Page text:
trusion speed of 5 g./min. into a spinning shaft of 3.5 in.
length whose upper third has a temperature of 175° C.
The ?bers formed, after passing the part of the shaft
which is at room temperature, are moistened, prepared
and reeled up at a speed of 1,450 m./min. The ?laments
thus obtained and having a single titer of 2.6 g./ den. are
fully stretched and have a strength of 5.2 g./den, at an
elongation of approximately 35 percent.
Example 2
to l0~80° C. below the melting point of the resin to be
Polycaprolactam, poor on monomer and of low
spun and whose lower part is heated to a temperature
molecular weight, is melted on a spinning rest and is
below 100° C. The most advantageous temperatures are
spun by means of pumps through a jet having 40 aper
those which lie 10—50° C. below the melting point of the
resin. The length of the heating zone depends, aside 70 tures at a speed of 25 g./min. into a spinning shaft of
4 m. length. In the upper quarter of the shaft, the ?bers
from the spinning speed, particularly on the total titer
are heated by infrared lamps to approximately 180° C.
of the spun ?bers. In order to obtain uniform products,
3,053,611
4
3
while being cooled by blowing cold air onto them approxi
mately 1 m. before the end of the shaft. This cold air
contains atomized water. After preparing the ?bers in
I claim as my invention:
1. A process for the manufacture of fully stretched
?bers by the melt spinning method of synthetic poly
a known manner, they are conducted over two galettes of
mers selected from the group consisting of polyamides,
a spinning machine. The ?rst of these galettes has a cir
polycarbonates, polyurethanes and polyesters by extrusion
cumferential speed of 1,600 m./min., and the second
through a spinning jet and conducting the ?bers thus
formed through a spinning shaft, which comprises spinning
a speed of 1,800 m./min. Between the two galettes, a
device is positioned which heats the ?bers to 120° C., e.g.,
a ?at iron, infrared lights, etc. The tire cord thus formed
said ?bers in said shaft in the presence of air and in
the absence of solvents at a temperature ranging from
is reeled up over a notched drum at a speed of 1,820 10 10 to 80° C. below the melting point of said polymers
in the upper part of said shaft and at a temperature below
m./min. onto spools. The cord has only approximately
100° C. in the lower part of said shaft, and reeling up
12 percent elongation at a total titer of 124 denier.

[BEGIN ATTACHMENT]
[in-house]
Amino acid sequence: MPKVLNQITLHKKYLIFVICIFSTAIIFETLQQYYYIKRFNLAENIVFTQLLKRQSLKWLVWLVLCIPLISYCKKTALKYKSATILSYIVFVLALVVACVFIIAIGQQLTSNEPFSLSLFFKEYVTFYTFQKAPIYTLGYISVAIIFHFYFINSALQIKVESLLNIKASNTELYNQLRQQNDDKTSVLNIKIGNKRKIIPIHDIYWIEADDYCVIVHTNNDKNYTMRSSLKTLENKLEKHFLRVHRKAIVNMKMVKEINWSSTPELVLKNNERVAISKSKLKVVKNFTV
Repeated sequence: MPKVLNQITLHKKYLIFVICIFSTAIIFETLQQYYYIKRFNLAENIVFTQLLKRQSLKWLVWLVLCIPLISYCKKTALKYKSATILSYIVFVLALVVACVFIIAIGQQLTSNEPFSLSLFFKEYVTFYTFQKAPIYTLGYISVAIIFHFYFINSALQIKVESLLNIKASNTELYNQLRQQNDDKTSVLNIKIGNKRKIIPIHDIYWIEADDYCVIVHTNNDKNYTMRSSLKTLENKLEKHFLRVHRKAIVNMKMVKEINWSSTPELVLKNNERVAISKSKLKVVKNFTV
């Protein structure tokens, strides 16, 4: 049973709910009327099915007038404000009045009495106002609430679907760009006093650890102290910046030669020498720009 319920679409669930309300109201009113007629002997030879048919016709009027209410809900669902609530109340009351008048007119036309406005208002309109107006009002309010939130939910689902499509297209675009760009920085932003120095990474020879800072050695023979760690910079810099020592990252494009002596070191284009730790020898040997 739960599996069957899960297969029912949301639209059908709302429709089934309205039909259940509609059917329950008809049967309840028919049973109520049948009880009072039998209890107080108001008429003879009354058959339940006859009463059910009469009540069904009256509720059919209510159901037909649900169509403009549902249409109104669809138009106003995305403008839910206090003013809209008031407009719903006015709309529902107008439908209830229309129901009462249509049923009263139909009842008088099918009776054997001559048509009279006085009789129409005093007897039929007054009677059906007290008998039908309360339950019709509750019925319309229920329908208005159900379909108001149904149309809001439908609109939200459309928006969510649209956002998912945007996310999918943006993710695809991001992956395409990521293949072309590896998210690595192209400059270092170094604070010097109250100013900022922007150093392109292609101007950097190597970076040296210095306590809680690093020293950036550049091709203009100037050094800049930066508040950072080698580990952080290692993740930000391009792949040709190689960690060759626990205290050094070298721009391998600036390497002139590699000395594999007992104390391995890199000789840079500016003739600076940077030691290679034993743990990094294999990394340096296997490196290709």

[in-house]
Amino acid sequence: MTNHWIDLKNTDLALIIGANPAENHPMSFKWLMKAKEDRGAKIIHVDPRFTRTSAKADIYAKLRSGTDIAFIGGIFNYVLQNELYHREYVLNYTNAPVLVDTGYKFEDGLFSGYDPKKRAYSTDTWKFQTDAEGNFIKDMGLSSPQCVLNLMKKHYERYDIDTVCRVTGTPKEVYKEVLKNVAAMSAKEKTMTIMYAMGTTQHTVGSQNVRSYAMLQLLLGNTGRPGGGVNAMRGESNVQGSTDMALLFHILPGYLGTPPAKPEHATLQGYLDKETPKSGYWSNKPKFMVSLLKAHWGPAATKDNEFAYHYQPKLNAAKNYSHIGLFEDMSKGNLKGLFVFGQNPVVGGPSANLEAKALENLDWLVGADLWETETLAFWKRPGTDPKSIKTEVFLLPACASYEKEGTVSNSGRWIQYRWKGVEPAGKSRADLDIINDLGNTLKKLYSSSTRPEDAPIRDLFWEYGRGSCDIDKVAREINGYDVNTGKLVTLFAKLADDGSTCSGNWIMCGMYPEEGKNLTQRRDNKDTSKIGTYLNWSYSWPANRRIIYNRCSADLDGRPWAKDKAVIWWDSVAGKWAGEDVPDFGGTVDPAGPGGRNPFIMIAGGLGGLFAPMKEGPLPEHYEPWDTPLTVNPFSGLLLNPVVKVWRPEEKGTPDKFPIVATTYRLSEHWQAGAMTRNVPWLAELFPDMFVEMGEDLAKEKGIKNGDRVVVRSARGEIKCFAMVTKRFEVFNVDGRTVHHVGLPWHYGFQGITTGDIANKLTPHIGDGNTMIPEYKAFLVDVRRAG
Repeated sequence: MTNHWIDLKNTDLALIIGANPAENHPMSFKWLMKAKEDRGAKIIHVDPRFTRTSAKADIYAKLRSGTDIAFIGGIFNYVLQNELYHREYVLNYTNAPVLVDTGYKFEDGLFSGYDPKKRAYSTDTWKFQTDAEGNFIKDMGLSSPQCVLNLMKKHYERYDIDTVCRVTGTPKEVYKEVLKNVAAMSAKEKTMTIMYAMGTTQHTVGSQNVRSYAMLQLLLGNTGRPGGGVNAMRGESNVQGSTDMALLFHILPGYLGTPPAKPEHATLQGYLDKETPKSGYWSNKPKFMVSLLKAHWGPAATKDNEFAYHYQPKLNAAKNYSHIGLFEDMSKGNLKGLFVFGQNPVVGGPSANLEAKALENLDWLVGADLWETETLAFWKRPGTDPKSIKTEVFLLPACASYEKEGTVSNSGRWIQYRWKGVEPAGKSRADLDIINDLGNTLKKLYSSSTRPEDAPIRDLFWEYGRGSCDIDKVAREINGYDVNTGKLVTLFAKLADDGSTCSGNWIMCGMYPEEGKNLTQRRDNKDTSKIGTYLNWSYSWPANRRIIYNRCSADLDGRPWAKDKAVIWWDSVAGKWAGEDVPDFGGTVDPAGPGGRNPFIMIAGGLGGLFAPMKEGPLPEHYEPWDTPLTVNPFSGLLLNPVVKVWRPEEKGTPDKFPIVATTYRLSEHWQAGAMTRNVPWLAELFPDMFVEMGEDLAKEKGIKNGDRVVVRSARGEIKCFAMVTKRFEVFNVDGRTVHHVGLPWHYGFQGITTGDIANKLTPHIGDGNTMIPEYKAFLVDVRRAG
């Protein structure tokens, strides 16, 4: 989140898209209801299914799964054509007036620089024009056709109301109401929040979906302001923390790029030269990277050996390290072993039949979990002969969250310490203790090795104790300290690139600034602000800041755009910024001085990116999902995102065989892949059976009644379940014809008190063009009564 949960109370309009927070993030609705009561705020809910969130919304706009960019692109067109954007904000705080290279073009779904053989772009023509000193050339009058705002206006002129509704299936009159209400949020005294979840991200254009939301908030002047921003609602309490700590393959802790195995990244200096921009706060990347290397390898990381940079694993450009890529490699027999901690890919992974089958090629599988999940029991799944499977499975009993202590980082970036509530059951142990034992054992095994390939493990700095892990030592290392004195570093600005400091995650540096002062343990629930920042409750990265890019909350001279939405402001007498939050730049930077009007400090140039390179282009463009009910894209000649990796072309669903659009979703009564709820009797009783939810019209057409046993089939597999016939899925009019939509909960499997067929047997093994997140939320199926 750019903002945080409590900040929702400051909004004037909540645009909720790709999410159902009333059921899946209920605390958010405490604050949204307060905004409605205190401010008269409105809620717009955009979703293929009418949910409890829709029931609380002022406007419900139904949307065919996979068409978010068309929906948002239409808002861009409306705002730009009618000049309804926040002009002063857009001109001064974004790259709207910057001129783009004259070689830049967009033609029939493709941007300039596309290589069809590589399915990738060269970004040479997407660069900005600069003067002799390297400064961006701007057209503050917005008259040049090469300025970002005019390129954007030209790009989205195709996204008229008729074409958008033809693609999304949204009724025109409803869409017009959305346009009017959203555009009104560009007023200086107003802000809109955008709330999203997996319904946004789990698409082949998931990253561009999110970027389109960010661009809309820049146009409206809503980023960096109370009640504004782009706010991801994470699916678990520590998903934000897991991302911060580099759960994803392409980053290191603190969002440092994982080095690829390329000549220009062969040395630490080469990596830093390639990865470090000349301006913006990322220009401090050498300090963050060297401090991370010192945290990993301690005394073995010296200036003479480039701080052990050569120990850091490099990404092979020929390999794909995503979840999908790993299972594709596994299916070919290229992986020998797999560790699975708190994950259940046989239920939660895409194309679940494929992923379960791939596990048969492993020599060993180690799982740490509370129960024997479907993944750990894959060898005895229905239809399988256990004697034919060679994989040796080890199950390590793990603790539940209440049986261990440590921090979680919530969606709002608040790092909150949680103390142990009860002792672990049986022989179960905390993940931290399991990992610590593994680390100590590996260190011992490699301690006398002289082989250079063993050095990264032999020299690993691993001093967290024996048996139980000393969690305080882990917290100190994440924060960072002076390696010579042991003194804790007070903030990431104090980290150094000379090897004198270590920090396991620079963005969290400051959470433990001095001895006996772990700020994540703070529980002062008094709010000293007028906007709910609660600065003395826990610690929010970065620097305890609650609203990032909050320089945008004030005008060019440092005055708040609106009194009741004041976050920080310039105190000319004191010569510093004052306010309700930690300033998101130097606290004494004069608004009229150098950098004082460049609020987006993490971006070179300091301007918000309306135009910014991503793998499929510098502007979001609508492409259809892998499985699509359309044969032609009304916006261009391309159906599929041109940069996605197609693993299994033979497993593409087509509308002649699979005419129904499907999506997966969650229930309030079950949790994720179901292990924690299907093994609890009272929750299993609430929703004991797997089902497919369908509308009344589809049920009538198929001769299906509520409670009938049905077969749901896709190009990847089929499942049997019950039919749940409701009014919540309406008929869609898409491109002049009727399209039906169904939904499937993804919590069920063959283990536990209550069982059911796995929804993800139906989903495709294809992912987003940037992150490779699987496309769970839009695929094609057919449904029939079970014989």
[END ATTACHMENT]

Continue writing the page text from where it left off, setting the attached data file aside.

said
?bers on spools at a speed of 1,600 to 2,600 meters
Example 3
per minute.
Polyethylene terephthalate is conducted by means of 15
2. The process according to claim 1, wherein said ?bers,
a worm and a spinning pump from an evacuated storage
after leaving said spinning shaft and before reeling up,
container through a jet having 40 apertures at a speed of
are subjected to an afterstretch.
25 g./min. into a spinning shaft of 2 m. length and heated
3. The process according to claim 2, wherein said after~
at 220° C. A downward circulation is provided by blow
stretch is carried out at temperatures above 100° C.
ing preheated nitrogen into the shaft from the top. At 20
4. The process according to claim 1, wherein the ?bers,
a distance of approximately 15 cm. from the heated shaft,
held at l0—80° below the melting point in the upper part
another shaft of 2 m. length is connected thereto by a wire
of the spinning shaft, are cooled in the lower part of
screen. For the deflection of heat, cold Water is sprayed
said shaft by blowing in a gas.
into the second shaft. The ?bers thus obtained, after
5. A process for the manufacture of fully stretched
passing the preparation device, are reeled up at a take 25 ?bers by the melt spinning method of synthetic polymers
up speed of 1,600 m./min. They are fully stretched and
selected from the group consisting of polyamides, poly
can be made into staple ?bers in a customary manner.
carbonates, polyurethanes and polyesters, by extrusion
These staple ?bers have a single titer of 3.5 g./ den, and
through a spinning jet and conducting the ?bers thus
formed through a spinning shaft, which comprises spinning
normal textile properties.
Example 4
30 said ?bers in said shaft in the presence of air and in
the absence of solvents at a temperature ranging from
10 to 80° C. below the melting point of said polymers in
the upper part of said shaft and at a temperature below
viscosity of 4,000 poises, is extruded by means of a worm
100° C. in the lower part of said shaft, said temperature
through a jet having 40 holes at a speed of 30 g./min. 35 below 100° C. being attained by blowing a moisture-con- ,
into a spinning shaft whose upper third is heated at
taining gas into said lower part, and imparting a full after
185° C. The ?bers formed are reeled up at a speed of
stretch to the ?bers by reeling them up on spools at a
1,800 m./min. and have, at a tear strength of 75 km., an
speed of 1,600 to 2,600 meters per minute.
elongation of 11 percent or less.
References Cited in the ?le of this patent
40
Example 5
UNITED STATES PATENTS
Polyurethane bristles which need no particular elon
1,906,042
Barthelemy __________ __ Apr. 25, 1933
gation are produced by spinning in accord with the Ex
2,273,105
Heckert _____________ .... Feb. 17, 1942
amples 1-4. The upper part of the spinning shaft is to
2,289,860
Babcock _____________ __. July 14, 1942
be heated at 160° C.
2,296,202
Hardy ______________ __ Sept. 15, 1942
The accompanying drawing is a schematic showing a
2,318,679
Dreyfus _____________ .__ May 11, 1943
preferred embodiment of the device according to the
2,323,383
Dreyfus ______________ __ July 6, 1943
invention. From the spinning head 1, ?bers are spun
2,335,922
Dreyfus ______________ __. Dec. 7, 1943
through spinning jet 2 and reeled off on spool 11. Be
Bent _________________ __ Dec. 7, 1943
tween jet 2 and spool 11, the ?bers traverse a spinning 50 2,336,159
2,847,704
Scheers ______________ __ Aug. 19, 1958
shaft 12. The upper portion of shaft 12 is provided
2,917,775
Calizzano ____________ __ Dec. 22, 1959
with a heating jacket 5 which can be heated electrically
Polycaprolactam, manufactured continuously by the so
called rapid polymerization process and having a melt
by means of resistance wires 6. Hot gases are blown into
2,953,428
the upper part of shaft 12 through slits 3 and 4. Below
the heatable portion of shaft 12 is the coolable portion
into which cold gases, which may contain water, are
blown through slits 8, 9 and 10.
Hunt et al. _________ __ Sept. 20, 1960
FOREIGN PATENTS
565,282
456,914
Great Britain ________ .._ Nov. 3, 1944
Canada _____________ __ May 14, 1949